This resource is designed as a reference guide for teachers. We have listed the major themes and motifs within Macbeth and provided examples of scenes where you can study them.
• • • •
Ambition Kingship Fate and free will Appearance and reality
(Recurring elements and patterns of imagery in Macbeth which support the play's themes) • • • • • •
Nature / The natural world Light and darkness Children Blood Sleep Visions
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Ambition and the devastation which follows when ambition oversteps moral boundaries. Some related scenes: • • •
Act 1 Scene 5: Lady Macbeth receives Macbeth's letter, analyses his character, and invokes the forces of evil. Act 1 Scene 7: Macbeth reflects on what is needed to achieve his ambition and Lady Macbeth taunts him to 'screw your courage to the sticking place.' Act 3 Scene 1: Macbeth determines to kill Banquo in order to prevent his children succeeding to Scotland's throne.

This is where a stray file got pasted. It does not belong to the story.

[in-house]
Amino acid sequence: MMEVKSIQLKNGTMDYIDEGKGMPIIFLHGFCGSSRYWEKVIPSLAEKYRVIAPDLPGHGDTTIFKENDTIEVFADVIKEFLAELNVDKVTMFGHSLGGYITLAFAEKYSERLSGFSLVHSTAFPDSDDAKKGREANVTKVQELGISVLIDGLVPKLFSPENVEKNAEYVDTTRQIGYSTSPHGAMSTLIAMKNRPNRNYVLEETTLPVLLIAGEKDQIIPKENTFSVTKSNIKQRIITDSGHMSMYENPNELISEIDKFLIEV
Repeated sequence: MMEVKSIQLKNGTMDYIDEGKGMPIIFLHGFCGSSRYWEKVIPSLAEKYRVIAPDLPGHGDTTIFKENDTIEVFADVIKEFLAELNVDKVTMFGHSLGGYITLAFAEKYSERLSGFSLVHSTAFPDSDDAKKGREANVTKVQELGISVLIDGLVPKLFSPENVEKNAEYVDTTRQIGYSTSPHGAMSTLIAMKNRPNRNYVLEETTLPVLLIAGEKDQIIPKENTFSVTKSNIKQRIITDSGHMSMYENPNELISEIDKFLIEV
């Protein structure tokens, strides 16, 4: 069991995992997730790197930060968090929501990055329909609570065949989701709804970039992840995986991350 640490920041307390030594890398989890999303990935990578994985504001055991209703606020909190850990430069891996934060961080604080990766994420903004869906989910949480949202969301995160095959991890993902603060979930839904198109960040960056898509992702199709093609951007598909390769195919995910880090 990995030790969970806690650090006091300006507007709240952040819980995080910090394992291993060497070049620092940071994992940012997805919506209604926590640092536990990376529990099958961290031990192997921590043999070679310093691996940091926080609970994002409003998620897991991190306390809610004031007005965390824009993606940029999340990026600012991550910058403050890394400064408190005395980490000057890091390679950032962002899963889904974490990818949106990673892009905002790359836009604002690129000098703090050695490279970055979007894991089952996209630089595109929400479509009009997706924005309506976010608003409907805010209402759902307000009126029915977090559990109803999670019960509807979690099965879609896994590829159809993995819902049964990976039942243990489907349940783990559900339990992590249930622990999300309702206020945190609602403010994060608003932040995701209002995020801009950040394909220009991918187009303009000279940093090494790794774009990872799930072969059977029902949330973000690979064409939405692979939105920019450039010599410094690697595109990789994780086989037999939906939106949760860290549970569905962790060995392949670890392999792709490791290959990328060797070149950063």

Kingship and the difference between appropriate use of power and tyranny. Some related scenes: • • •
Act 1 Scene 7: Macbeth reflects on Duncan's qualities as king. Act 3 Scene 6: Lennox and another lord discuss life under Macbeth's rule. Act 4 Scene 3: Malcolm and Macduff compare tyranny to honourable kingship.
Fate and free will and the extent to which we control our own destinies. Some related scenes: • • •
Act 1 Scene 3: Macbeth and Banquo encounter the witches on the heath.Macbeth reflects on their prophecies. Act 2 Scene 1: Macbeth talks with Banquo about their encounter with the witches, sees a visionary dagger and makes his decision to kill Duncan. Act 6 Scene 1: Macbeth visits the witches who offer him further prophecies.
Appearance and reality, and how people and events are often not as they seem. Some related scenes: • •
Act 1 Scenes 1 and 2: The witches invoke confusion ('Fair is foul, and foul is fair'). Act 1 Scene 4: Duncan...